HOPKINS COUNTY, Ky. (11/19/13) — As employers across America prepare for changes that will be required as part of the Affordable Care Act, the Hopkins County School System is no different.
Shari Winstead, assistant superintendent for technology and personnel, told the board a tracking system will be implemented to study hours worked by part time certified and classified employees to become compliant with new healthcare insurance regulations. The results could lead to recommended changes or additions to policies, she told board during its Monday, Nov. 18 meeting.
A 12-month tracking period that began Oct. 3 will help the school system lay the ground work for ensuring that all employees working 30 hours or more have been offered healthcare insurance, she said. If anyone slips through the cracks, a penalty could be imposed by the federal government.
“The (Kentucky Department of Education) recommends this period,” said Winstead. “It also suggests that we may have to set policies or revise them to save resources.”
Winstead said the more difficult part of the task will be tracking hours accrued by substitutes for teachers, cooks and bus drivers as well as the keeping up with totals for various hours worked by coaches. Qualifying exactly what working hours are for coaches should also be addressed, she said.
A report from an annual audit was presented by Lori Oakley of Alford, Nance and Jones, LLP, in which she cautioned the board to be forward thinking about generating revenue in coming years.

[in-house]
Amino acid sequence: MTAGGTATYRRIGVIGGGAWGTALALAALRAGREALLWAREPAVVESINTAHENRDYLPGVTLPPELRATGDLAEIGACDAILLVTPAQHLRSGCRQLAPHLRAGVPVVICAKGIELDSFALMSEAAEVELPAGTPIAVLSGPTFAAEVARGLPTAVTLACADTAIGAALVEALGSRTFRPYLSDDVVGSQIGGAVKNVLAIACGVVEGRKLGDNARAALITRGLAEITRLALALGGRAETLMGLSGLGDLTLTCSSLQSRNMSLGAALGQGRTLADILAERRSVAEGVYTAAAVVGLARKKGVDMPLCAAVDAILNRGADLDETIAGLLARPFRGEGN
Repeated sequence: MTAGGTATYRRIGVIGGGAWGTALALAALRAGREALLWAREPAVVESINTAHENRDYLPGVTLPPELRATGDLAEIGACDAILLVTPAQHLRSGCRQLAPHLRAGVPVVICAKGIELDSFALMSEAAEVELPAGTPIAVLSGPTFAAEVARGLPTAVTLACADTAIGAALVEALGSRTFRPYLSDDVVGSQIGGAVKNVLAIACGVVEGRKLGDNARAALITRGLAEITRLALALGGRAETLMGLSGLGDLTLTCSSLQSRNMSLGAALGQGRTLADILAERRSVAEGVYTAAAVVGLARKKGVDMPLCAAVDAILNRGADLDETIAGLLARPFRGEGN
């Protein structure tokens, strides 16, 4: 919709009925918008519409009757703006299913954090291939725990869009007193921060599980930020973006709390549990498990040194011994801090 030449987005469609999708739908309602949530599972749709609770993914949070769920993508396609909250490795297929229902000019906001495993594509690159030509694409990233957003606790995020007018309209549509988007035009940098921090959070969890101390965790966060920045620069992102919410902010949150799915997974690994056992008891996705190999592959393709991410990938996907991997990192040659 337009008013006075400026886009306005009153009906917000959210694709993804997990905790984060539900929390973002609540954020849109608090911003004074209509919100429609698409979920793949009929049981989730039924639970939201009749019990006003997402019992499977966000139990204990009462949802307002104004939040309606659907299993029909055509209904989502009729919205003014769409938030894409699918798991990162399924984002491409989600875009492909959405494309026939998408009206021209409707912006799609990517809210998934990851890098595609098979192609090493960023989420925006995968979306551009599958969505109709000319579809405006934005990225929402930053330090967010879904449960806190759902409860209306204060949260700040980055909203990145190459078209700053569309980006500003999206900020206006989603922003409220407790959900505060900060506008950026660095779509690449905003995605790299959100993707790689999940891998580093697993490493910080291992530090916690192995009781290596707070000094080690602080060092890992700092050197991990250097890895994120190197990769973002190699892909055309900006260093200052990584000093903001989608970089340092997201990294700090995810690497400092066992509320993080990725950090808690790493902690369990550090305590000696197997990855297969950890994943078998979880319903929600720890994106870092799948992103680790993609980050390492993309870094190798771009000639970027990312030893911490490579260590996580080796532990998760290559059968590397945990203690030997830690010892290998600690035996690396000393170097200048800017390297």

“I commend you for what you have been doing,” said Oakley, “because your funding is going to continue to drop.”
Oakley went over specifics for departments within the school system noting losses in some that were attributed to a shortfall in federal and state funding.
Superintendent Linda Zellich said that the school system has been proactive in anticipating drops in state and federal funding and has helped offset them by cutting expenses.
“It used to be that we looked at items in the thousands of dollars,” said Zellich. “But now we've got to think of things in the hundreds of dollars. It just like when you have to tighten your budget at home. We've worked very efficiently but we continue to lose federal and state dollars. Eventually, the students will suffer if those cuts continue.”
School board member Mike Mogan said while requirements of school achievements are mandated, the funding for them has been cut.
“It's like running out of wells to get more water,” said Morgan.
Oakley said the financial state of the school remains in excellent condition with a $22.4 million net position. The general fund is at $6.6 million, which includes a $2.2 million contingency amount, which is also financially sound.
In other business, the board reviewed the school calendar. There will be no school Wednesday, Nov. 27 through Friday, Nov. 29; and, no school from Dec. 20 through Jan. 1.
The board approved paying $3,696.22 for warranty and tech support to Dell from the Kentucky Technology Trust Fund. It also approved paying English, Lucas, Priest & Owsley, LLP $5,322 for legal services from the general fund. The fee was for legal services for the Hopkins County Schools and Technology Center.
The next school board meeting is scheduled for 5:30 p.m. Monday, Dec. 16 at the central office.
Rita Dukes Smith
SurfKY News Director
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